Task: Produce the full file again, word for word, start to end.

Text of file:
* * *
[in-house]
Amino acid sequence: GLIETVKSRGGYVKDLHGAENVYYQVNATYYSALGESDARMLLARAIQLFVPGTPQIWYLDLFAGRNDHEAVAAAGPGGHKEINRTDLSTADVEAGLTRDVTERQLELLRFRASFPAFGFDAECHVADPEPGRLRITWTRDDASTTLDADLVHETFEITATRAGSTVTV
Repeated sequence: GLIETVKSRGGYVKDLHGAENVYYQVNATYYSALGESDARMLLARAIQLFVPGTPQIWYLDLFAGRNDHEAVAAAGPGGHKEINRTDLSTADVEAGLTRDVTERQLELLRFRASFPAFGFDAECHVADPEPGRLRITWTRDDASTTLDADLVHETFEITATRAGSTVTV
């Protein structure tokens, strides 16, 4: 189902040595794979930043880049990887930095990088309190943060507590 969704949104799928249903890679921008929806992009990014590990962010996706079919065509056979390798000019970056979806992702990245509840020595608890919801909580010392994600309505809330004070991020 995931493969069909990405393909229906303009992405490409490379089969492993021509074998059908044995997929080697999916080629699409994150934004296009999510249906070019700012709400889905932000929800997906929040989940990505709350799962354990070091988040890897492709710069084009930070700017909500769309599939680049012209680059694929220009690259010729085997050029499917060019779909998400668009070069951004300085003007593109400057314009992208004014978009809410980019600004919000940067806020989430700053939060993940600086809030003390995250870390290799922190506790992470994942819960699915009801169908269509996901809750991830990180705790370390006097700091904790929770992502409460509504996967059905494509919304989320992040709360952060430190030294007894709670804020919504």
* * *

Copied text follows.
[in-house]
Amino acid sequence: GLIETVKSRGGYVKDLHGAENVYYQVNATYYSALGESDARMLLARAIQLFVPGTPQIWYLDLFAGRNDHEAVAAAGPGGHKEINRTDLSTADVEAGLTRDVTERQLELLRFRASFPAFGFDAECHVADPEPGRLRITWTRDDASTTLDADLVHETFEITATRAGSTVTV
Repeated sequence: GLIETVKSRGGYVKDLHGAENVYYQVNATYYSALGESDARMLLARAIQLFVPGTPQIWYLDLFAGRNDHEAVAAAGPGGHKEINRTDLSTADVEAGLTRDVTERQLELLRFRASFPAFGFDAECHVADPEPGRLRITWTRDDASTTLDADLVHETFEITATRAGSTVTV
């Protein structure tokens, strides 16, 4: 189902040595794979930043880049990887930095990088309190943060507590 969704949104799928249903890679921008929806992009990014590990962010996706079919065509056979390798000019970056979806992702990245509840020595608890919801909580010392994600309505809330004070991020 995931493969069909990405393909229906303009992405490409490379089969492993021509074998059908044995997929080697999916080629699409994150934004296009999510249906070019700012709400889905932000929800997906929040989940990505709350799962354990070091988040890897492709710069084009930070700017909500769309599939680049012209680059694929220009690259010729085997050029499917060019779909998400668009070069951004300085003007593109400057314009992208004014978009809410980019600004919000940067806020989430700053939060993940600086809030003390995250870390290799922190506790992470994942819960699915009801169908269509996901809750991830990180705790370390006097700091904790929770992502409460509504996967059905494509919304989320992040709360952060430190030294007894709670804020919504």